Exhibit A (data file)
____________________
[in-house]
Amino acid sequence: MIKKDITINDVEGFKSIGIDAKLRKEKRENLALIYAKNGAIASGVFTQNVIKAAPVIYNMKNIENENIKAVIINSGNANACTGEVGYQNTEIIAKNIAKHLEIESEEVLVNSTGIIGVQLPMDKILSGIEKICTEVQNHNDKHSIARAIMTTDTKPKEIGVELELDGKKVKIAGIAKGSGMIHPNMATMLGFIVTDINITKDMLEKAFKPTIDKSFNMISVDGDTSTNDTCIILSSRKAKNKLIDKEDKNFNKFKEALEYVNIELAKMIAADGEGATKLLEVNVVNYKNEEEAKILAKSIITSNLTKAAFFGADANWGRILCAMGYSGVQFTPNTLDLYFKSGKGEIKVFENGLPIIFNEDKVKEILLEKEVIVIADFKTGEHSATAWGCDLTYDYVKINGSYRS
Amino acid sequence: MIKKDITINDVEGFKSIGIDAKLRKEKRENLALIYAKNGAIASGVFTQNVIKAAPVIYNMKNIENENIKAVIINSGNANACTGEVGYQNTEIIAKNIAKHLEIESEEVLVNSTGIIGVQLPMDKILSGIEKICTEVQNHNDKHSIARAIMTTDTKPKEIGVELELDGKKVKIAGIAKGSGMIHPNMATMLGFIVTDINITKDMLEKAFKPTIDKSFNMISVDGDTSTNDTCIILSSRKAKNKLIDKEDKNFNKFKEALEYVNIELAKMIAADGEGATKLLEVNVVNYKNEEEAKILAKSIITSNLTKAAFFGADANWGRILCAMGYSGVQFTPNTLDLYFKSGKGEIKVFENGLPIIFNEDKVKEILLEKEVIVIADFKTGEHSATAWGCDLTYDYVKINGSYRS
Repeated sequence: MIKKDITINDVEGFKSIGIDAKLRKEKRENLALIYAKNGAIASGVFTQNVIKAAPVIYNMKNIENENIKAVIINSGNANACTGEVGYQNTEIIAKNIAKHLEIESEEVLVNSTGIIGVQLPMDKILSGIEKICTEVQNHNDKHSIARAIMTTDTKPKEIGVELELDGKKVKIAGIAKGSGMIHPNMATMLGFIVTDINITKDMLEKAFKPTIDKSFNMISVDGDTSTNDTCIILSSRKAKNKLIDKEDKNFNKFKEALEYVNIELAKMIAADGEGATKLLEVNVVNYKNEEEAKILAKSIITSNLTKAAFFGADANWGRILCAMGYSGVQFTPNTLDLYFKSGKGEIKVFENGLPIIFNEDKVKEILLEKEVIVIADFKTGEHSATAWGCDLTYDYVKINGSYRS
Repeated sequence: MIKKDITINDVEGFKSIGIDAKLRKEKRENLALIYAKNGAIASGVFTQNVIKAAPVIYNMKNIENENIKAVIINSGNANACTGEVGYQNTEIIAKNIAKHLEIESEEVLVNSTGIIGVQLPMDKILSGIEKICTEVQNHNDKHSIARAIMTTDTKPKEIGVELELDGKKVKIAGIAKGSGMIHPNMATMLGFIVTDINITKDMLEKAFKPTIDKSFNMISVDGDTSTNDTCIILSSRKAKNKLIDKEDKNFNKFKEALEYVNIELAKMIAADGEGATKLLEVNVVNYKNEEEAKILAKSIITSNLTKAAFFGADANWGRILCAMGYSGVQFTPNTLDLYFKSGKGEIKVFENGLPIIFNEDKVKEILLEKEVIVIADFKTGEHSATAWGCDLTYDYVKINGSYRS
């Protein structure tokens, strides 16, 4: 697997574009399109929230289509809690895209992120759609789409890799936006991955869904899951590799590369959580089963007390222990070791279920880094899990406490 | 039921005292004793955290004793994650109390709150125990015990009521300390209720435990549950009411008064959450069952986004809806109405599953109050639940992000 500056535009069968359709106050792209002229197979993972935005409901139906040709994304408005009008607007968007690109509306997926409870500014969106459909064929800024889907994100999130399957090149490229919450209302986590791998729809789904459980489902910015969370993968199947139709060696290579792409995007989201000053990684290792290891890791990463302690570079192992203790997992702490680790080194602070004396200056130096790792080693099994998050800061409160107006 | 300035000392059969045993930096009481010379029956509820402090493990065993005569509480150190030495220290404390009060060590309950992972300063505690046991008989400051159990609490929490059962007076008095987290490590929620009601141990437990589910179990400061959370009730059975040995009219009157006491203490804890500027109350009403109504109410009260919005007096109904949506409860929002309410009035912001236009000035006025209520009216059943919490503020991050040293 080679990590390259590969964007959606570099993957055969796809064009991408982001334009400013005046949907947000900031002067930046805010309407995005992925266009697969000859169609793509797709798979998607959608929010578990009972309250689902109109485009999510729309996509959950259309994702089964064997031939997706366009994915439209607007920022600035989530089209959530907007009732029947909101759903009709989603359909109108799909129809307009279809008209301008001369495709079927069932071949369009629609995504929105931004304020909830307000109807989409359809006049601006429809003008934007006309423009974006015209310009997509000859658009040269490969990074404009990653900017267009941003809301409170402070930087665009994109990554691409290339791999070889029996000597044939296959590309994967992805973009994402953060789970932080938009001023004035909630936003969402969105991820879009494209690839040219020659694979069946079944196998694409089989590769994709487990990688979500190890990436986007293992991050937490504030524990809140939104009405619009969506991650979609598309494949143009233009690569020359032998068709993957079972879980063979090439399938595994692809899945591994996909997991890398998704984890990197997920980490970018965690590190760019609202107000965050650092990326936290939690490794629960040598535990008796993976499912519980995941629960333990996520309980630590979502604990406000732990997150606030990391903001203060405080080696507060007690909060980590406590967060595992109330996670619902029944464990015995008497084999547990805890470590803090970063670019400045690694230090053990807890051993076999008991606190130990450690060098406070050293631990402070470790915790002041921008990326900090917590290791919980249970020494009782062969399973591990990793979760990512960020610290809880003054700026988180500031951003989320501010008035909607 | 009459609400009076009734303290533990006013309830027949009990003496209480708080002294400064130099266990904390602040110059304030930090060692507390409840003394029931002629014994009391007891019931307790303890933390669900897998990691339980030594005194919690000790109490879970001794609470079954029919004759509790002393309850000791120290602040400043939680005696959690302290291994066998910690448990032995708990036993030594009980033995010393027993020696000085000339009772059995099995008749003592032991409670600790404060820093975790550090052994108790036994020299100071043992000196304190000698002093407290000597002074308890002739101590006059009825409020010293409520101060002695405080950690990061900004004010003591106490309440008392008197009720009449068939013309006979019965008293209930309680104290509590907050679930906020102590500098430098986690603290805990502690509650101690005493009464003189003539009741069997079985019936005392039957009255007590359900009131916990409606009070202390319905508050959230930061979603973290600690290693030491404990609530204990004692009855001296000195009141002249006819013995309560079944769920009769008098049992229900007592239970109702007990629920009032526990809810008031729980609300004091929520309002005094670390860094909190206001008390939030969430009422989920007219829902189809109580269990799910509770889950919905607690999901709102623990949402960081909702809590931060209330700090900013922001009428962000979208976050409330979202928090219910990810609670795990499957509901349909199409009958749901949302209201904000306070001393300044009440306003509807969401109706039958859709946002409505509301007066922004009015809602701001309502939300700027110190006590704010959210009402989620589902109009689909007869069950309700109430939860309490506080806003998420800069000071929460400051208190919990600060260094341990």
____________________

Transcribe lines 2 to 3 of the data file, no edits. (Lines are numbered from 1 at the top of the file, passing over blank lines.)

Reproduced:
Amino acid sequence: MIKKDITINDVEGFKSIGIDAKLRKEKRENLALIYAKNGAIASGVFTQNVIKAAPVIYNMKNIENENIKAVIINSGNANACTGEVGYQNTEIIAKNIAKHLEIESEEVLVNSTGIIGVQLPMDKILSGIEKICTEVQNHNDKHSIARAIMTTDTKPKEIGVELELDGKKVKIAGIAKGSGMIHPNMATMLGFIVTDINITKDMLEKAFKPTIDKSFNMISVDGDTSTNDTCIILSSRKAKNKLIDKEDKNFNKFKEALEYVNIELAKMIAADGEGATKLLEVNVVNYKNEEEAKILAKSIITSNLTKAAFFGADANWGRILCAMGYSGVQFTPNTLDLYFKSGKGEIKVFENGLPIIFNEDKVKEILLEKEVIVIADFKTGEHSATAWGCDLTYDYVKINGSYRS
Amino acid sequence: MIKKDITINDVEGFKSIGIDAKLRKEKRENLALIYAKNGAIASGVFTQNVIKAAPVIYNMKNIENENIKAVIINSGNANACTGEVGYQNTEIIAKNIAKHLEIESEEVLVNSTGIIGVQLPMDKILSGIEKICTEVQNHNDKHSIARAIMTTDTKPKEIGVELELDGKKVKIAGIAKGSGMIHPNMATMLGFIVTDINITKDMLEKAFKPTIDKSFNMISVDGDTSTNDTCIILSSRKAKNKLIDKEDKNFNKFKEALEYVNIELAKMIAADGEGATKLLEVNVVNYKNEEEAKILAKSIITSNLTKAAFFGADANWGRILCAMGYSGVQFTPNTLDLYFKSGKGEIKVFENGLPIIFNEDKVKEILLEKEVIVIADFKTGEHSATAWGCDLTYDYVKINGSYRS